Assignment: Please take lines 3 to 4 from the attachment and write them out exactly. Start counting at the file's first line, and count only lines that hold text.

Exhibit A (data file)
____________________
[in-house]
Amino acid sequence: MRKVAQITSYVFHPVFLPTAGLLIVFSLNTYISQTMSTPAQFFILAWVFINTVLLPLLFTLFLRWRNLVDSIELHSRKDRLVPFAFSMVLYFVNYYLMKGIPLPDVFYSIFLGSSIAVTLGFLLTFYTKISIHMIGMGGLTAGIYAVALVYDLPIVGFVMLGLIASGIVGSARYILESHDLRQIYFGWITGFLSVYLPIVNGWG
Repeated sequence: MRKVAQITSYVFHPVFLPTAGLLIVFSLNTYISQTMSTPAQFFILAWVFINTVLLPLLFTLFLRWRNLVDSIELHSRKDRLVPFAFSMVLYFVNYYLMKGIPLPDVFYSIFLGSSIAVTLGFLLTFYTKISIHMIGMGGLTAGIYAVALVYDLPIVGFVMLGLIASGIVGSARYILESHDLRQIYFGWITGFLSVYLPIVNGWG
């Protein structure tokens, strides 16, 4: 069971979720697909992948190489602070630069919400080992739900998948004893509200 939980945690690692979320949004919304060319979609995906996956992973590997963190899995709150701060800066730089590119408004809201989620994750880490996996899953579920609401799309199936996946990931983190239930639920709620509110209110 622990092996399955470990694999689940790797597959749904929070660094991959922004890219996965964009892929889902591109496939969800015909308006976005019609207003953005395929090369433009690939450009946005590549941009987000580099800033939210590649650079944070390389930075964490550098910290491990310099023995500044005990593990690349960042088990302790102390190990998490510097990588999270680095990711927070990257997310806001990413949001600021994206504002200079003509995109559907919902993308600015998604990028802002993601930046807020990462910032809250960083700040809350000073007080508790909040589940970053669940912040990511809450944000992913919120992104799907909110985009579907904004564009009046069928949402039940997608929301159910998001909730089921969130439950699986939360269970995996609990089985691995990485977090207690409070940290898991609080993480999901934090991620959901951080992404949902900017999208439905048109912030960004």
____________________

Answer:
Repeated sequence: MRKVAQITSYVFHPVFLPTAGLLIVFSLNTYISQTMSTPAQFFILAWVFINTVLLPLLFTLFLRWRNLVDSIELHSRKDRLVPFAFSMVLYFVNYYLMKGIPLPDVFYSIFLGSSIAVTLGFLLTFYTKISIHMIGMGGLTAGIYAVALVYDLPIVGFVMLGLIASGIVGSARYILESHDLRQIYFGWITGFLSVYLPIVNGWG
């Protein structure tokens, strides 16, 4: 069971979720697909992948190489602070630069919400080992739900998948004893509200 939980945690690692979320949004919304060319979609995906996956992973590997963190899995709150701060800066730089590119408004809201989620994750880490996996899953579920609401799309199936996946990931983190239930639920709620509110209110 622990092996399955470990694999689940790797597959749904929070660094991959922004890219996965964009892929889902591109496939969800015909308006976005019609207003953005395929090369433009690939450009946005590549941009987000580099800033939210590649650079944070390389930075964490550098910290491990310099023995500044005990593990690349960042088990302790102390190990998490510097990588999270680095990711927070990257997310806001990413949001600021994206504002200079003509995109559907919902993308600015998604990028802002993601930046807020990462910032809250960083700040809350000073007080508790909040589940970053669940912040990511809450944000992913919120992104799907909110985009579907904004564009009046069928949402039940997608929301159910998001909730089921969130439950699986939360269970995996609990089985691995990485977090207690409070940290898991609080993480999901934090991620959901951080992404949902900017999208439905048109912030960004």